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How Racism Affects Your Mental Health

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Decades after Martin Luther King fought and died for racial equality in America, racism is still very much alive. Now one study says there's yet another disturbed side effect, and that's how racism can affect your health. (In positive mental health news, have you heard about the latest mental health bill called Helping Families in Mental Health Crisis Act?)

Previous research has found racial discrimination to have negative effects on your mental and physical health (duh, right?), but researchers from Manchester University in the UK specifically looked at how repeated and systemic racism over time could impact your mental health. Using data from Understanding Society, a tool designed to help researchers gather statistics and answers from study participants over time, the scientists examined feedback from ethnic minorities in the UK. This included their experiences being shouted at, being physically attacked, avoiding a place, and feeling unsafe because of their ethnicity.

In the findings published in the American Journal of Public Health, researchers concluded that continued racism has very real mental health effects. They found that minorities who had experienced repeated incidents of racial discrimination were significantly more likely to have mental health problems such as depression and anxiety than minorities who hadn't faced the same repeated incidents. Feeling unsafe and avoiding certain spaces or situations because of ethnicity had the biggest negative impact on mental health.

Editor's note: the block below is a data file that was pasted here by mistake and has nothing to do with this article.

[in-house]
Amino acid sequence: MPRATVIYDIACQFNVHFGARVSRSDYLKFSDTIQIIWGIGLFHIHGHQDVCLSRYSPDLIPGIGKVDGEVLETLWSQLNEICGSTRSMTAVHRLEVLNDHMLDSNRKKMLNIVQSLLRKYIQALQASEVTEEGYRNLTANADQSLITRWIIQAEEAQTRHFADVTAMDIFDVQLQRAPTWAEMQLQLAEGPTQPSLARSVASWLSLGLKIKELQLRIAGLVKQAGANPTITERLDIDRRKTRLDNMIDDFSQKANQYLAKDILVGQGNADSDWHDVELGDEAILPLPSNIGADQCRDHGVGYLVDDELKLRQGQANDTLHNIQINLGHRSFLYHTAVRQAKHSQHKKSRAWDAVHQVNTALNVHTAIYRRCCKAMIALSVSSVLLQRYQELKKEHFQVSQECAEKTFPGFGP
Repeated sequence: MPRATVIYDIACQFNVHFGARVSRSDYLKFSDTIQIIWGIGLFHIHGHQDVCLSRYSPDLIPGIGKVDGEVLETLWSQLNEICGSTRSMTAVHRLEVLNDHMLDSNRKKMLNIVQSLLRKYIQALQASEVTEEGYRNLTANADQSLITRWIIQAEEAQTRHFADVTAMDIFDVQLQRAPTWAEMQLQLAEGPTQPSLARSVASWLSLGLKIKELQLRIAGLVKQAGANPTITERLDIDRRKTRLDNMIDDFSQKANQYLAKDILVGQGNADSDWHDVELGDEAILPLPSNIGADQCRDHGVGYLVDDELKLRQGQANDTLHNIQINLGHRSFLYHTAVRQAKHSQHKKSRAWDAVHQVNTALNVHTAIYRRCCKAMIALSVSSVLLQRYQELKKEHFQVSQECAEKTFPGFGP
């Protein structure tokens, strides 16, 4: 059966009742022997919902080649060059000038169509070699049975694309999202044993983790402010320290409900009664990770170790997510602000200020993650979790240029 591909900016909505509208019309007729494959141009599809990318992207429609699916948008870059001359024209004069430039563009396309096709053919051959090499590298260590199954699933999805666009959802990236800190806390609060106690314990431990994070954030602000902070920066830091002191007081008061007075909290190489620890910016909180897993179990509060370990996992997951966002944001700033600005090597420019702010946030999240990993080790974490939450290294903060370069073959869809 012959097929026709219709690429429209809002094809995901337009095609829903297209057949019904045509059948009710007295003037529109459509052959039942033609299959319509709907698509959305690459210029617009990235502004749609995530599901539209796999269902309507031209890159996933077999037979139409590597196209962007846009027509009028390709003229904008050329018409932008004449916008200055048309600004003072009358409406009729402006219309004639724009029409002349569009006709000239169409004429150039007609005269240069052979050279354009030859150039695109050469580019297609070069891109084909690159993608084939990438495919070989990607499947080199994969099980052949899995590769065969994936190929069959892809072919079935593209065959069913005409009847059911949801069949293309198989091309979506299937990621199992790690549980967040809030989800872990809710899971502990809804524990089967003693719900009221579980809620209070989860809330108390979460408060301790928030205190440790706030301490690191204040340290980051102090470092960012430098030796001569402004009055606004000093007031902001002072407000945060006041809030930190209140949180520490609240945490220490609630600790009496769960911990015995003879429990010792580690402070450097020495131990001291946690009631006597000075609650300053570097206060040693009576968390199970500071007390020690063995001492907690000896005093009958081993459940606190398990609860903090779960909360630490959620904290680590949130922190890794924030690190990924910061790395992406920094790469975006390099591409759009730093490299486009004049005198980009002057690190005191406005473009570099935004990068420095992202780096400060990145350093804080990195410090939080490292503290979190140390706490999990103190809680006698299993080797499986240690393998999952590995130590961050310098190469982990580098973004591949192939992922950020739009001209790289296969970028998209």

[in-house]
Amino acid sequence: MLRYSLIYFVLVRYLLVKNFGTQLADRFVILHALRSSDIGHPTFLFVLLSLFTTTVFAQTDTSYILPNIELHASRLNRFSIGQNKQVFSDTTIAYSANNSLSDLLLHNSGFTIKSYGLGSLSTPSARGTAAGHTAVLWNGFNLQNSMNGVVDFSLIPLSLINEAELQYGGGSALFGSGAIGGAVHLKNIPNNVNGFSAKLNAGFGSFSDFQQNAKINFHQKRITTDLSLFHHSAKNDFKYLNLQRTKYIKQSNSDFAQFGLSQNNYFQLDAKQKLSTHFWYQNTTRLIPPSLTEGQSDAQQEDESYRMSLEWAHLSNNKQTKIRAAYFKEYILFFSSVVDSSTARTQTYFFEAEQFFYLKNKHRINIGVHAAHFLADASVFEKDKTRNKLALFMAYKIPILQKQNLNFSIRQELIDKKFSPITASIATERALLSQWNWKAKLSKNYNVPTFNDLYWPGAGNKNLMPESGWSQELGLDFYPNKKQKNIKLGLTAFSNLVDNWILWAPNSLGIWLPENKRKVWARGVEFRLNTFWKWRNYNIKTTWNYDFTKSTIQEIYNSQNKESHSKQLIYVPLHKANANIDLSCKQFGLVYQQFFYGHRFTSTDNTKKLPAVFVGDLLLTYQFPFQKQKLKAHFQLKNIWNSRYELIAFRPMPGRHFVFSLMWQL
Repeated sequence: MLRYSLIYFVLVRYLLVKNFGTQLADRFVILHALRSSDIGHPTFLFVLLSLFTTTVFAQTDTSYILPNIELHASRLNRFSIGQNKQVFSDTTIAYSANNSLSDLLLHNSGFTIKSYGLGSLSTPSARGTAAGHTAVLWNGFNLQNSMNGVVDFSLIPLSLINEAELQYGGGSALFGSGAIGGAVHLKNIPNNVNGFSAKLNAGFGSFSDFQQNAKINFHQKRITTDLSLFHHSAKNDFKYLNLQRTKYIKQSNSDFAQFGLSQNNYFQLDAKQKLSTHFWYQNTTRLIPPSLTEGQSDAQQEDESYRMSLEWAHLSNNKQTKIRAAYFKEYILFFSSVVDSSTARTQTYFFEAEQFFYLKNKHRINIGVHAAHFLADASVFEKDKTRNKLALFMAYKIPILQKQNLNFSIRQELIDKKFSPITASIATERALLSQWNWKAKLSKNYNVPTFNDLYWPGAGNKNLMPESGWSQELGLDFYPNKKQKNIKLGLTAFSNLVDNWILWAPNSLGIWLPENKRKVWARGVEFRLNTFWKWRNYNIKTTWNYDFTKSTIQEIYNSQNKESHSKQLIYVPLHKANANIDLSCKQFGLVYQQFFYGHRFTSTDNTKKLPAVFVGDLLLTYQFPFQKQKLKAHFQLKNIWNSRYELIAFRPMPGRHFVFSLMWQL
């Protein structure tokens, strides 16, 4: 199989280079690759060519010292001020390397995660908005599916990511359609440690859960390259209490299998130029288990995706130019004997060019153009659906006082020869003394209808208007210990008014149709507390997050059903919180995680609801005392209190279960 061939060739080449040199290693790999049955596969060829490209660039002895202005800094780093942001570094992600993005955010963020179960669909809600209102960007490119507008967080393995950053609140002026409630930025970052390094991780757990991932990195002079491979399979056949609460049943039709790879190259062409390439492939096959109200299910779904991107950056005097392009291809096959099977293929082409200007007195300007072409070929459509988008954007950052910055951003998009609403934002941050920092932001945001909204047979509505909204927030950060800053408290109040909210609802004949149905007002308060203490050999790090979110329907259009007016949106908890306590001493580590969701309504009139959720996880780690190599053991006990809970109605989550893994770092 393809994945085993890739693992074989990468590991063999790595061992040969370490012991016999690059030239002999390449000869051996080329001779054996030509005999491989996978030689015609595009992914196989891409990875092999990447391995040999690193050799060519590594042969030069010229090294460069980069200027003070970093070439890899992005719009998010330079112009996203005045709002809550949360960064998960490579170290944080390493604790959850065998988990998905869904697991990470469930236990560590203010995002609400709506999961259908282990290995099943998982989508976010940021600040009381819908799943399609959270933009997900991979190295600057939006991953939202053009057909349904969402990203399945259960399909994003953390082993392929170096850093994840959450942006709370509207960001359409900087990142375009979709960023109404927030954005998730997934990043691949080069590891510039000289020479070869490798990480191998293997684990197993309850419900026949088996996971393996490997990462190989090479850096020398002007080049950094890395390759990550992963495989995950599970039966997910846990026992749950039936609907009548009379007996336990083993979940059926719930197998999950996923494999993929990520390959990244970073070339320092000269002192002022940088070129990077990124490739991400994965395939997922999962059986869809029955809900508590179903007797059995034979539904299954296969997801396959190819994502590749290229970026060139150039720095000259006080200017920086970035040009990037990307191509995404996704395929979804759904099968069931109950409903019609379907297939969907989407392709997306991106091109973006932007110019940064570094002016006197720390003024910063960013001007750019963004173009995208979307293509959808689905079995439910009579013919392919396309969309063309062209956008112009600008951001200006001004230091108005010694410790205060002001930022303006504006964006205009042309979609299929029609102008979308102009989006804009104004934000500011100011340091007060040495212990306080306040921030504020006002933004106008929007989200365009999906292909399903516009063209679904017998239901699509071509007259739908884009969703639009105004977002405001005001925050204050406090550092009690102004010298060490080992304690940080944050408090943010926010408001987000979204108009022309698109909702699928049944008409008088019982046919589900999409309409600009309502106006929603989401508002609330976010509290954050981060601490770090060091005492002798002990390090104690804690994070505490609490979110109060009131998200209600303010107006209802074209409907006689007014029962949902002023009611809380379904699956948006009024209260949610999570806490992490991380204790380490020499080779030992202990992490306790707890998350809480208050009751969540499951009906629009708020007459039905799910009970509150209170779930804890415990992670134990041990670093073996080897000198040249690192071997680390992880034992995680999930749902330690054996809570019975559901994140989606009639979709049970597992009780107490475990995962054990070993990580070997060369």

What's more, Laia Bécares, Ph.D., one of the study authors went on to say in a press release that even "awareness of racial discrimination experienced by others can continue to affect the mental health of ethnic minority people." So if you constantly see discrimination on the news, you could be impacted secondhand.

Previous research has shown that persistent anxiety can cause very real physical symptoms like muscle pain, fatigue, headaches, and insomnia. See your doctor if you're experiencing increased anxiety or symptoms of depression

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